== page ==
Dr. Chang is excited to continue working at the Mass. Eye and Ear. “Teaching is a rewarding experience and I’m glad to be able offer my knowledge to others here at Mass. Eye and Ear.” Aside from teaching, Dr. Chang enjoys camping, fishing and photography. His wife is a family physician in Upham’s Corner in Dorchester, Mass.

Mass. Eye and Ear Team Awarded NIH Grant to Study Genetic Factors Underlying Glaucoma
Contact: Mary E. Leach
617-573-4170

Boston (Sept. 24, 2008) – The Genes, Environment and Health Initiative (GEI) of the National Institutes of Health (NIH) today awarded grants, estimated to be up to $5.5 million for six studies aimed at finding genetic factors that influence the risks for stroke, glaucoma, high blood pressure, prostate cancer and other common disorders.

Two researchers from the Massachusetts Eye and Ear Infirmary received a grant for the only ophthalmology project funded in this initiative. Lou Pasquale, M.D., co-director of the Mass. Eye and Ear Glaucoma Service and assistant professor of Ophthalmology at Harvard Medical School, and Janey Wiggs, Ph.D., Mass. Eye and Ear physician/researcher, will serve as co-primary investigators on a two-year, $850,000 project that involves identifying and characterizing POAG susceptibility to reveal environmental determinants that influence the disease process and to better understand how the environment and genetics contribute to this complex disease. The other members of the glaucoma research team include David Hunter, Sc.D., Harvard School of Public Health, Jae Hee Kang, Sc.D., Brigham and Women’s Hospital, and Jonathan Haines, Ph.D., Vanderbilt School of Medicine.

The grantees will use a genome-wide association study to rapidly scan markers across the complete sets of DNA, or genomes, of large groups of people to find genetic variants associated with a particular disease, condition or trait.

“Genome-wide association studies are helping us take major strides towards identifying the genetic variants associated with common diseases,” said National Human Genome Research Institute (NHGRI) Acting Director Alan E. Guttmacher, M.D., who is co-chair of the GEI coordinating committee. “This initiative will yield valuable information about the biological pathways that lead to health and disease and about how genetic variants, environmental factors and behavioral choices interact to influence disease risk. Such information is vital to our efforts to develop more personalized approaches to health care.”           

GEI is collaboration between genetic researchers and environmental scientists. Six GEI-supported genome-wide association studies, overseen by NHGRI, are already under way. Two additional GEI studies, supported and managed by the National Institute of Dental and Craniofacial Research, have also begun. In addition, the National Institute of Environmental Health Sciences is overseeing GEI-supported research that seeks to develop wearable sensors and other technologies to accurately measure personal exposures to environmental agents.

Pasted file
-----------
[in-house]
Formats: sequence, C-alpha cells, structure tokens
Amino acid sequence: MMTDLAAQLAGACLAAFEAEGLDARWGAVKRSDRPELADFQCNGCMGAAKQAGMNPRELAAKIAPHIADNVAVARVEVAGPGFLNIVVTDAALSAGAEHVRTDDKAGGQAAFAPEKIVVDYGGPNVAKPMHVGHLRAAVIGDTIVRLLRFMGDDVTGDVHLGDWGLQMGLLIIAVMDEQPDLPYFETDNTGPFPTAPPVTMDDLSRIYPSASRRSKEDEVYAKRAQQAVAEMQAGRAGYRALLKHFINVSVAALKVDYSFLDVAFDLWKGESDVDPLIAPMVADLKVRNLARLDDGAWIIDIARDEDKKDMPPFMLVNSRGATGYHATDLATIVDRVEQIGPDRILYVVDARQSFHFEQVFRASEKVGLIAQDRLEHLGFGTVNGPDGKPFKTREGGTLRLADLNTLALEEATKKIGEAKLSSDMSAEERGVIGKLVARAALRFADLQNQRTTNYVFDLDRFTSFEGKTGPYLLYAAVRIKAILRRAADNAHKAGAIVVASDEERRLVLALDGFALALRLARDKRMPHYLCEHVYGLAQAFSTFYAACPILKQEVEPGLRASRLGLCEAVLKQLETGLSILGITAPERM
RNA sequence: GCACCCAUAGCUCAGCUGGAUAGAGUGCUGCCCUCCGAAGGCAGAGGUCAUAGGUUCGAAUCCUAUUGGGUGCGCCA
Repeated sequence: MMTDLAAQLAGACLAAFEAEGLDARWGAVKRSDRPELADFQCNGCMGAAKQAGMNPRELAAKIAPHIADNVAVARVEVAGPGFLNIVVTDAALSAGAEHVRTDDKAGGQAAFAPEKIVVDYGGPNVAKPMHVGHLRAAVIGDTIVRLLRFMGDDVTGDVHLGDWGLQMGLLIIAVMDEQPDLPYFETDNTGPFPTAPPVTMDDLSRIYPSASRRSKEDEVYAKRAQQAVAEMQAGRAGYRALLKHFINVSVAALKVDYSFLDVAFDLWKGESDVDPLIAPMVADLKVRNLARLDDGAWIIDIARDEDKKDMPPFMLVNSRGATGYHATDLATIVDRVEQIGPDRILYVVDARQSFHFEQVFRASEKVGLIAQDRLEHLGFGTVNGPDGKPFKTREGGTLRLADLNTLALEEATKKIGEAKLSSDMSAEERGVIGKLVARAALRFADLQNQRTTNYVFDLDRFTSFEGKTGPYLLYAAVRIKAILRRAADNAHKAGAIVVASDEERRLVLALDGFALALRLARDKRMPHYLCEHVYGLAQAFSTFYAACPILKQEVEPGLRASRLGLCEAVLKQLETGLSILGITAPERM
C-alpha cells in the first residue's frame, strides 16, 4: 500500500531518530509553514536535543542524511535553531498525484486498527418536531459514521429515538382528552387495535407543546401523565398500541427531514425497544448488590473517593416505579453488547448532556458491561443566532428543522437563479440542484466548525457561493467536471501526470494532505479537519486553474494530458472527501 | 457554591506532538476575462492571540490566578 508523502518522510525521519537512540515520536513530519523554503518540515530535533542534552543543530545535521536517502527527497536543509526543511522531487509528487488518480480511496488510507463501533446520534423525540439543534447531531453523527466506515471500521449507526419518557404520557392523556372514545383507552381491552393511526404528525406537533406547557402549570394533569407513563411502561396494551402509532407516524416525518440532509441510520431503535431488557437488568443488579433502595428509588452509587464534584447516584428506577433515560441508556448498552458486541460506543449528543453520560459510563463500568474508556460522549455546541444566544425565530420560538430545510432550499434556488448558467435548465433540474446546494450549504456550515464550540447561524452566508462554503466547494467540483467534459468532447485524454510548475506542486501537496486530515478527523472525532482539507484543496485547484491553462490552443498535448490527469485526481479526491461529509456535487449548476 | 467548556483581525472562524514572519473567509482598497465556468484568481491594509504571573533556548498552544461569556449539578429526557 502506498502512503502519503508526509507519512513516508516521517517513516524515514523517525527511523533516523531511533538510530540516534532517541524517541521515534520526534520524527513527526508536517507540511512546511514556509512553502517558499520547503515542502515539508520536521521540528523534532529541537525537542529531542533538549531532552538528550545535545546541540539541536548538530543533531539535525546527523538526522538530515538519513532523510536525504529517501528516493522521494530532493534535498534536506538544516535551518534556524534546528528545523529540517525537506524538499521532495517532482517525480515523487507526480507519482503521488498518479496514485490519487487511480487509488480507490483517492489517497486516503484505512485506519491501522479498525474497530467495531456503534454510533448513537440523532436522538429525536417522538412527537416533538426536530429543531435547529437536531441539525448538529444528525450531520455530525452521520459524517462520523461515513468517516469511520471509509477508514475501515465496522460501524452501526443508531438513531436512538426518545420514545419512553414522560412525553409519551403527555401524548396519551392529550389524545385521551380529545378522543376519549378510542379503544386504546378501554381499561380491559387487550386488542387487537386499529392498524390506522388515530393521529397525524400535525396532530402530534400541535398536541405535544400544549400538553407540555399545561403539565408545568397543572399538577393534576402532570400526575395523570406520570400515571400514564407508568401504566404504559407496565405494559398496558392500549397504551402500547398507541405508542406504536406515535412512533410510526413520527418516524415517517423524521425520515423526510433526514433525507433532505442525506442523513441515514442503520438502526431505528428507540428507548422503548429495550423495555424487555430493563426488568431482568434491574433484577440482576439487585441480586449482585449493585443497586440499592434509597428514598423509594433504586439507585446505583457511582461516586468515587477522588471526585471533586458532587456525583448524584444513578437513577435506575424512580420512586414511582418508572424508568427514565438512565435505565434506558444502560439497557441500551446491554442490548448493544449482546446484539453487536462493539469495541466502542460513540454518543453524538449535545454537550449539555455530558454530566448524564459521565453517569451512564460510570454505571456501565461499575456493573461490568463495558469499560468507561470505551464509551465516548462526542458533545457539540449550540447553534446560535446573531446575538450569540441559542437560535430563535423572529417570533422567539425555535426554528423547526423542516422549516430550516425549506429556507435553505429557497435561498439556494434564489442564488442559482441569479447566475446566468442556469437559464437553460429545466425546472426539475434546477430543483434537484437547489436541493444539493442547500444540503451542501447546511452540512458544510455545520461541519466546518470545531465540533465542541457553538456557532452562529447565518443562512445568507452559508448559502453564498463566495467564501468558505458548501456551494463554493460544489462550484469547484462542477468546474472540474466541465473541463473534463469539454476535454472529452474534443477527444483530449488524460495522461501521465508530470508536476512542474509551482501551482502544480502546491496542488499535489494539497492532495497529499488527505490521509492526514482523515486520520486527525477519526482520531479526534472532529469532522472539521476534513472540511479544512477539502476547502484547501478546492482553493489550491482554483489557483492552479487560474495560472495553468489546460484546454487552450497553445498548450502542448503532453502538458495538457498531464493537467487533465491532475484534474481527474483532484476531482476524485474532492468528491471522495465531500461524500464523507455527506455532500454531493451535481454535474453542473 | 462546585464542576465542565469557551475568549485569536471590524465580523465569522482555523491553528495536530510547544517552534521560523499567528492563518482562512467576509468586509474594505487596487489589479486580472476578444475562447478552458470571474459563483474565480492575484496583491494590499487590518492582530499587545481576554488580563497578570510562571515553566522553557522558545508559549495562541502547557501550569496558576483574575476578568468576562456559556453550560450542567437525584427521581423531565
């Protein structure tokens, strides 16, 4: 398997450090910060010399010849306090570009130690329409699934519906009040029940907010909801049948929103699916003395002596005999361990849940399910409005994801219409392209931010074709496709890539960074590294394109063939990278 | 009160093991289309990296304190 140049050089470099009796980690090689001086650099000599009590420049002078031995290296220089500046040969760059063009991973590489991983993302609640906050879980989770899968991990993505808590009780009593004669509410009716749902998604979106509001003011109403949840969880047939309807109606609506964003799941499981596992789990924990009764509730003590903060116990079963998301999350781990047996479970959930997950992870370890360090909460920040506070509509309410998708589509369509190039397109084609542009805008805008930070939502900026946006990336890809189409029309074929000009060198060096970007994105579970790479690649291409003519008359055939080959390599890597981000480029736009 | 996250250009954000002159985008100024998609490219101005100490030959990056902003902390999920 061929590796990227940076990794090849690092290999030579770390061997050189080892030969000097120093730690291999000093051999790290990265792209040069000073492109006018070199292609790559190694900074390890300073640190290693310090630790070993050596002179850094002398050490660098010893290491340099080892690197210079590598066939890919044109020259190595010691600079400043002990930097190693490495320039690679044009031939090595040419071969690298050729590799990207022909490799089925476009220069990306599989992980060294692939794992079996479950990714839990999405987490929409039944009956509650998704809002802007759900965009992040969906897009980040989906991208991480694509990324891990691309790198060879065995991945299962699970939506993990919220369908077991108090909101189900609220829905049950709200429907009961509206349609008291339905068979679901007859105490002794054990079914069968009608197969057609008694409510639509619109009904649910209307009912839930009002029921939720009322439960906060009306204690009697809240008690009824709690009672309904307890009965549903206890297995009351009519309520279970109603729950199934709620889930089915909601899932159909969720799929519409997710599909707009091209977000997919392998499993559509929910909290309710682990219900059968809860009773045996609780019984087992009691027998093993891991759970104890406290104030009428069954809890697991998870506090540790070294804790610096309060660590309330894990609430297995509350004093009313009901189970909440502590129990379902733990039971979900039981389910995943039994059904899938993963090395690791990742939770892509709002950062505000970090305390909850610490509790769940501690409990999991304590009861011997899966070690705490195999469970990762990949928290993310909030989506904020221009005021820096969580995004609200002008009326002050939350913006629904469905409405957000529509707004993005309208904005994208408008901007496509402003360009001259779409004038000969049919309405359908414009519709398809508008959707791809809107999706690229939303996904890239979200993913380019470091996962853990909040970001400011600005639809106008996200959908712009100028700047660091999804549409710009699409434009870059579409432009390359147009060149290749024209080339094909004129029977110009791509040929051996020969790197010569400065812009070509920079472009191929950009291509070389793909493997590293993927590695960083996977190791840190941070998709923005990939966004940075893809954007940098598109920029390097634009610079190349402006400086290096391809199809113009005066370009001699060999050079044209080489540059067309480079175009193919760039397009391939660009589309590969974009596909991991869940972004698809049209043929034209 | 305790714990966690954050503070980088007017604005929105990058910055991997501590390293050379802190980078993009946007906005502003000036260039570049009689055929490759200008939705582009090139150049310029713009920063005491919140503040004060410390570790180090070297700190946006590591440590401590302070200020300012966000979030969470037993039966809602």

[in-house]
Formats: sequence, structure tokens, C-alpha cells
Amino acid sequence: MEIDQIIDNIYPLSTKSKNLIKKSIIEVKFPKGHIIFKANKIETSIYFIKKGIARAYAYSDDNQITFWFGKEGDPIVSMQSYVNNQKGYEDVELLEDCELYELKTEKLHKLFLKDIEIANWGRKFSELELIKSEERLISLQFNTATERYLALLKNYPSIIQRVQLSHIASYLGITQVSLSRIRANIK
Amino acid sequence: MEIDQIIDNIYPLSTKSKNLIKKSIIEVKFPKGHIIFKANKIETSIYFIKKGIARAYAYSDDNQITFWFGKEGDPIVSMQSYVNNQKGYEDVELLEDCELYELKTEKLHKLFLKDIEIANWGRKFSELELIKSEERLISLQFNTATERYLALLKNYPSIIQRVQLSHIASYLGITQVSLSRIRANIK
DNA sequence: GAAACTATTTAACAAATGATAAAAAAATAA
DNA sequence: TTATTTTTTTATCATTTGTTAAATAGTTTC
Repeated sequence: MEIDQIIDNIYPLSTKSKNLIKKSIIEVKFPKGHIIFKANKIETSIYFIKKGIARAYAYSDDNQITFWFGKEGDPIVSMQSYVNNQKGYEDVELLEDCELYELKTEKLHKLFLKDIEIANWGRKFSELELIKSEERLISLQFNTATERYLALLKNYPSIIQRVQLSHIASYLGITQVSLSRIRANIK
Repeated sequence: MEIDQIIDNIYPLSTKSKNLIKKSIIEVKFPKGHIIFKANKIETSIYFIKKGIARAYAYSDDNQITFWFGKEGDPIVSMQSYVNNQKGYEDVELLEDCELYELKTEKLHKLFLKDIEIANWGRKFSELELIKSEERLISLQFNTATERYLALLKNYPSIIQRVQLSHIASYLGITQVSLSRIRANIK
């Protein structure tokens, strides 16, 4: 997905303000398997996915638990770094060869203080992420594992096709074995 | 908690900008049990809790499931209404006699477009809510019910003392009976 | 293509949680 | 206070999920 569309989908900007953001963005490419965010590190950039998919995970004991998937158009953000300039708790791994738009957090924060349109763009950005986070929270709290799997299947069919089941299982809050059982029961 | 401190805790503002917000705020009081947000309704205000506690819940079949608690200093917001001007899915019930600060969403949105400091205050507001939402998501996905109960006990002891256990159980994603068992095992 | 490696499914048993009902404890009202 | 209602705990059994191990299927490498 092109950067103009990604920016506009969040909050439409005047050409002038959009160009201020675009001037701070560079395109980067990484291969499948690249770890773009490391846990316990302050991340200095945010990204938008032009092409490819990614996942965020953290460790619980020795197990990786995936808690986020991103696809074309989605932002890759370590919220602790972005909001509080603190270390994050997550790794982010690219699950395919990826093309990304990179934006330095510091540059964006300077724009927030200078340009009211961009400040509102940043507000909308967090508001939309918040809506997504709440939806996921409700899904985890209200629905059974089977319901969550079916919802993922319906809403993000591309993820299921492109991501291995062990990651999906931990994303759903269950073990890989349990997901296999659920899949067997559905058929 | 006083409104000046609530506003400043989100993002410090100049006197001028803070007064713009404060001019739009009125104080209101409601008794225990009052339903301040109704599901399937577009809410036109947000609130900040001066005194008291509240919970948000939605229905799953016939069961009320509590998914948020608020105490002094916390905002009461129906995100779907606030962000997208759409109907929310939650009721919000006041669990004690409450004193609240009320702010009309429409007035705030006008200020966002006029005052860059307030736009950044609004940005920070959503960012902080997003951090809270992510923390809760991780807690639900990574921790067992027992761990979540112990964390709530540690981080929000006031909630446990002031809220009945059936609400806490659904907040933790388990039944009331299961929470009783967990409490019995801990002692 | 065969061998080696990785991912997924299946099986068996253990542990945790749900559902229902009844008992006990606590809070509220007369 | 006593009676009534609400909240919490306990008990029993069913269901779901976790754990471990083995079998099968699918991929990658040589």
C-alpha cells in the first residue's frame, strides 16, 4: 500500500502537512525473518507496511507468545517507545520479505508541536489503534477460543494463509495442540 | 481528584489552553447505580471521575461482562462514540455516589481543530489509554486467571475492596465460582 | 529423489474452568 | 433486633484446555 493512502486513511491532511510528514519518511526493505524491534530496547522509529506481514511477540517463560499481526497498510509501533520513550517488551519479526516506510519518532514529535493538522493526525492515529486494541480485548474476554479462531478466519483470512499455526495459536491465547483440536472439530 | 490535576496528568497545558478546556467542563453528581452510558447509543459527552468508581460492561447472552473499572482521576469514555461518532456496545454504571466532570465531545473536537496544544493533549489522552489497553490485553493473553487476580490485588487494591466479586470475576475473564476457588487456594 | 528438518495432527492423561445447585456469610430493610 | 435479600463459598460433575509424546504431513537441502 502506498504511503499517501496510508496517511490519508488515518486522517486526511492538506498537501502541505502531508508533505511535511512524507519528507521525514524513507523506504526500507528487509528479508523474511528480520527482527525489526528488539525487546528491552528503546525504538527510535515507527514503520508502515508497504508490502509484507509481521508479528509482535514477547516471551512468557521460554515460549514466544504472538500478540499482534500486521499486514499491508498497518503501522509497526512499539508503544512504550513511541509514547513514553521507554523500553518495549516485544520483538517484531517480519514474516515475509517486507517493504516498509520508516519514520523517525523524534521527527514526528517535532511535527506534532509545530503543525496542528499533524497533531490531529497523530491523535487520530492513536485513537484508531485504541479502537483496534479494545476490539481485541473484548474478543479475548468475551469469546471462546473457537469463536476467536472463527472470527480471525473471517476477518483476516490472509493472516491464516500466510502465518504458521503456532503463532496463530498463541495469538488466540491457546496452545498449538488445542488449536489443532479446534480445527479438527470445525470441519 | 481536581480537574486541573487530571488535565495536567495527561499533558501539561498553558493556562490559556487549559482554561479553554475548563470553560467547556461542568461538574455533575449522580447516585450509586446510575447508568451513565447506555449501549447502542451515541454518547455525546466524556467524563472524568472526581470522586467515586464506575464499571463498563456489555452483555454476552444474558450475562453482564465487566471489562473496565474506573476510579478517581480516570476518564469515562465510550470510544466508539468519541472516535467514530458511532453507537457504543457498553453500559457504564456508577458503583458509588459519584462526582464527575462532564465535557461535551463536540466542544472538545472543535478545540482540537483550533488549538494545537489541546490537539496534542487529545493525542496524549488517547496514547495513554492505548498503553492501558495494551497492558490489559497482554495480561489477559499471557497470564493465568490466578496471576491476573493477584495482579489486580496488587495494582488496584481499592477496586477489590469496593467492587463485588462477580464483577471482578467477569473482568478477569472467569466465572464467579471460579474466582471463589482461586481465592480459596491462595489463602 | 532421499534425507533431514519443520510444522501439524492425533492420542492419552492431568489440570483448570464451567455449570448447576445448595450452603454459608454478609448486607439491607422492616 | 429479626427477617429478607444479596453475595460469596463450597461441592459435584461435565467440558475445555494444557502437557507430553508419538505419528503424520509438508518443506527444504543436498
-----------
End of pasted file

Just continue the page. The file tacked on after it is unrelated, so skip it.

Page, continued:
Funding for the latest round of studies was contributed by all of NIH’s 27 institutes and centers. The principal investigators, their approximate funding for fiscal years 2008 and 2009, and their research projects are:

Kathleen Barnes, Ph.D., Johns Hopkins University School of Medicine, Baltimore; $1.2 million. Genome-Wide Associations: Environmental Interactions in the Lung Health Study.
Myriam Fornage, Ph.D., University of Texas Health Science Center, Houston; $1.1 million. Genome-Wide Association Study of Longitudinal Blood Pressure Profiles from Young Adulthood to Middle-Age.
Christopher Haiman, Sc.D., University of Southern California, Los Angeles; $210,000. A Multiethnic Genome-Wide Scan of Prostate Cancer.
John Heit, M.D., Mayo Clinic, Rochester, Minn.; $1.1 million. Genome-Wide Association of Venous Thrombosis (Blood Clots in Veins).
Braxton Mitchell, Ph.D., University of Maryland School of Medicine, Baltimore; $1.1 million. Genetic Risk to Stroke in Smokers and Nonsmokers in Two Ethnic Groups.
Louis Pasquale, M.D., Massachusetts Eye and Ear Infirmary, Harvard Medical School, Boston, $850,000. Genes and Environment Initiative in Glaucoma.

Data from the genome-wide association studies will be deposited in the database of Genotypes and Phenotypes (dbGaP), http://view.ncbi.nlm.nih.gov/dbgap, at the National Center for Biotechnology Information, a part of the National Library of Medicine at NIH, which will manage the vast amount of genetic, medical and environmental information that emerges from GEI. To encourage rapid research advances, and in keeping with the principles pioneered by the Human Genome Project, all data generated through these initiatives will be made available to researchers, consistent with NIH’s data-sharing policy for NIH-supported, genome-wide association studies, which is available on NIH’s Office of Extramural Research Genome-Wide Association Studies Web page at http://grants.nih.gov/grants/gwas/.

For researchers who want to view genome-wide association data produced by GEI, dbGaP offers two levels of access. The first is open-access, which means the information will be available without restriction on the Internet, and the second is controlled-access, which requires preauthorization for the individual researcher seeking to view it. The open-access section will allow users to view study documents, such as protocols, questionnaires and summaries of phenotype data. The second is the controlled-access portion of the database, which allows approved researchers to download individual-level genotype and phenotype data from which the study participants’ personal identifiers, such as names, have been removed. More information on genome-wide association studies can be found at www.genome.gov/17516714. More information on environmental impacts on health can be found at www.genome.gov/17516715